SEASON Seven of the AFLW is not too far away, and season seven will see four new teams come into the competition to finally see the AFLW have all 18 teams.
We are going to take a deep dive into each of the new clubs’ inaugural lists and see how they might stack up in their inaugural season.
Today it is the much talked about Essendon under the microscope.
Please note that all this analysis has been done on a squad list of 29 as although Georgia Nanscawen has not officially been put on the inactive list yet, she has done her ACL so will not be making an appearance in season 7.
List as a whole – young, but also not that much experience
Despite the talk of how talented the Essendon inaugural squad is, there are some other factors that may shock some. The average player age is only 23, which puts Essendon in the bottom five in the league in terms of list age.
Also, the average number of games of AFLW experience for the Essendon list is only 14. Although they have some very experienced faces in their inaugural squad, 14 of the 29 list members have no AFLW experience to their name.
List make-up by position
One thing Essendon have done very well in creating their inaugural list is to get an even split across the positions.
On their inaugural list there are eight defenders, nine midfielders, 10 forwards and two rucks. Only having two rucks on their list may become an issue if there is a lot of injuries, but they do have others that can pinch hit in the ruck and cover them.
Defenders – young, and relatively inexperienced
Certainly compared to other parts of their list, Essendon’s defenders are young, without a whole of AFLW experienced. The average age of the defensive group is 21.75 and, but the average number of games of AFLW experience is only 9.75. The most experienced of the defenders is 21 year-old Sophie Van De Heuvel, while the only one older than 24 is Danielle Marshall.
Only four of Essendon’s defenders have any AFLW experience, and only two of them played last season (Van De Heuvel and Ellyse Gamble) with the other two (Marshall and Bella Ayre) having played in earlier seasons but were subsequently delisted.
While the experience at AFLW level is not really there as a collective, something does have to be said for the fact that three of them (Marshall, Ayre and Eloise Ashley-Cooper) have all come from Essendon’s VFLW side, so the cohesion is there that they can build on and around with the other defenders.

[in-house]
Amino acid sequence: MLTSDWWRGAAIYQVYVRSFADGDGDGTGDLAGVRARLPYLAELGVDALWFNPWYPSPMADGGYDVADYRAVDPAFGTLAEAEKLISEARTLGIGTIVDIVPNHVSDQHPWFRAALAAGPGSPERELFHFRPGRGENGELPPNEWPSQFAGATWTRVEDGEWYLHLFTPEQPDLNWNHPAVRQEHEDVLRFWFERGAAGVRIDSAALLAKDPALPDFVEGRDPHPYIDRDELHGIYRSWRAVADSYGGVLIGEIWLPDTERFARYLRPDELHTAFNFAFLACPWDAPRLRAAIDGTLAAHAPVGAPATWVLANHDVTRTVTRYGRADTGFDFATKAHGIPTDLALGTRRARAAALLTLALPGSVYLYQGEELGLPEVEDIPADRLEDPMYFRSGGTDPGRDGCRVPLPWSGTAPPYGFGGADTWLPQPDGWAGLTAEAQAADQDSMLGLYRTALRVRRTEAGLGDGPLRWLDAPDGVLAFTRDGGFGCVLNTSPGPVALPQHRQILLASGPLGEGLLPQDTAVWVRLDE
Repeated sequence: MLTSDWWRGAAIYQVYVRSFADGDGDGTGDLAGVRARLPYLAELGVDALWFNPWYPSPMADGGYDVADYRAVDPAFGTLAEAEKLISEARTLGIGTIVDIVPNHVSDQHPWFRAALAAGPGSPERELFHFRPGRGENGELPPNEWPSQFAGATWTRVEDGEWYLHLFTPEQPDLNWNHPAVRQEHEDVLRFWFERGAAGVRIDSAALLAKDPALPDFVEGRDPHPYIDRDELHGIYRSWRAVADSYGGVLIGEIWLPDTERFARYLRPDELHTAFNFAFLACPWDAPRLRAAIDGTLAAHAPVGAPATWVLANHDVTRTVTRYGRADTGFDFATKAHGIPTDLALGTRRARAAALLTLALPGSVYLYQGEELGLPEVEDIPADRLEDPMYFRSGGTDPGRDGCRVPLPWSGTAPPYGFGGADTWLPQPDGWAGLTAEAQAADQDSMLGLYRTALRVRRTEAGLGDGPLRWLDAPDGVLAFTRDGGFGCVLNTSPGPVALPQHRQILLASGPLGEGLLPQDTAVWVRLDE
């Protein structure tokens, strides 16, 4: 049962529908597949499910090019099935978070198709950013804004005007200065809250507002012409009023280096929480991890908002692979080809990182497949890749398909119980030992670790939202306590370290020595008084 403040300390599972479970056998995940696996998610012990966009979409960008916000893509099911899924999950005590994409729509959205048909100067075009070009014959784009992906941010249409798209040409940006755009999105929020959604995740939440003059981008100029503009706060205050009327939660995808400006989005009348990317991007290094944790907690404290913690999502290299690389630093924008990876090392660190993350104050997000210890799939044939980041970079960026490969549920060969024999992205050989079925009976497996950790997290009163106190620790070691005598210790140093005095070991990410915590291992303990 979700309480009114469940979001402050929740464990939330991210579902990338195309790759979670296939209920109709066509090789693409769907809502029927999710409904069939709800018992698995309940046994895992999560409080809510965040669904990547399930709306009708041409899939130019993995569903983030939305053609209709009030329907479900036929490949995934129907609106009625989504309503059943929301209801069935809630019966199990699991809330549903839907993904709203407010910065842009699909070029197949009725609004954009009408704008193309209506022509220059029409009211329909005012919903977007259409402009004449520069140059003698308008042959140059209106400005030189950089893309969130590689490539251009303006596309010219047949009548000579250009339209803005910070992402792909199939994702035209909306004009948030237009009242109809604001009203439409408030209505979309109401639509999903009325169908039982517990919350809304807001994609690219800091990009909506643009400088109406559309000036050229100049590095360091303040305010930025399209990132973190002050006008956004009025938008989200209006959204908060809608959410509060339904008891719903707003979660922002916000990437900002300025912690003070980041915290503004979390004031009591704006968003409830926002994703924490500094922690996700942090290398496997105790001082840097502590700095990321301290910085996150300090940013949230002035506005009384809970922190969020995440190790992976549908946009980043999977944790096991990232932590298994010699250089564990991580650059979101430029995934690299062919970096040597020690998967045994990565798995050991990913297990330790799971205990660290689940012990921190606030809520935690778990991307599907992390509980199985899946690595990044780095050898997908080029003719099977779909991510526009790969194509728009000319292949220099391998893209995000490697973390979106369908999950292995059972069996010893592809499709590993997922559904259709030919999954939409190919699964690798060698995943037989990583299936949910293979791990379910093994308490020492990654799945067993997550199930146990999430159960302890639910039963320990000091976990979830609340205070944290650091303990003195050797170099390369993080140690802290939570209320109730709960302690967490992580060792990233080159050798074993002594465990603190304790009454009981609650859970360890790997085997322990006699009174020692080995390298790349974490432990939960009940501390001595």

Rucks – young and inexperienced
There may only be two rucks on Essendon’s list this season, but they are both very young, and very inexperienced at AFLW level. Both Jorja Borg and Stephanie Wales have come from the VFLW, and with neither of them having any AFLW experience to their name, that’s a lot of pressure to put on a 23 year-old and 19 year-old in an inaugural season with no experienced ruck to help them. It will be interesting to see whether Danielle Marshall gets thrown into the ruck for a bit early in the season to help out while Borg and Wales develop.
Essendon fans worried about worried about having such a young and inexperienced pair in the ruck should remember that Simone Nalder was consistently beaten in the ruck in the VFLW this season but Essendon still went on to win the flag. It is not all about who the ruck is, but how well they work with the midfielders around them and the midfield’s clearance ability.
Midfielders – A potentially daunting prospect for opposition
The midfield is probably the most exciting position for Essendon fan in terms of who they have to call on, which also means competition for spots is going to be tough.
The average age of Essendon’s midfield is 24.2 years-old, and the average number of games of experience of the Essendon midfield is almost 20, which is a lot considering the short nature of AFLW season and is highlighted by several players who are set to reach the magic 50-game milestone this season.
One characteristic of Essendon’s midfield that is really going to help them in their inaugural season is the number of players who have played together previously.
Four players played together this year in the Essendon VFLW side that went undefeated all season (Alana Barba, Joanne Doonan, Amelia Radford and Jordan Zanchetta), while Doonan also played with both Georgia Gee and Madison Prespakis during her brief stint at the Blues.
Forwards – tall, but experience concentrated in very few
It is interesting to look at the Essendon forward cohort and compare it to the other parts of Essendon’s list.
Perhaps aware of the types of players available at the front end of the draft, it is clear Essendon targeted getting experienced faces in other positions more than they did with forwards. Half of Essendon’s forwards have no AFLW experience to their name, which is also why perhaps forwards take up the highest percentage of places on Essendon’s list.
Another things about Essendon’s forward choices to note is that it is a very tall cohort.
Much of the cohort Is over the 170cm mark, with the shortest actually being Jess Wuetschner at 162cm. Now normally forward lines like to have a mix of talls and smalls, so it will be interesting to see how this uncommon dynamic works.
ESSENDON SQUAD SEASON 7
Sophie Alexander, Eloise Ashley-Cooper, Isabella Ayre, Daria Bannister, Alana Barba, Olivia Barton, Jorja Borg, Mia Busch, Stephanie Cain, Amber Clarke, Joanne Doonan, Federica Frew, Ellyse Gamble, Georgia Gee, Danielle Marshall, Catherine Phillips, Madison Prespakis, Amelia Radford, Caitlin Sargent, Paige Scott, Renee Tierney, Bonnie Toogood, Sophie Van De Huevel, Mia Van Dyke, Ashleigh Van Loon, Jacqui Vogt, Stephanie Wales, Jessica Wuetschner, Jordan Zanchetta
ESSENDON INACTIVE LIST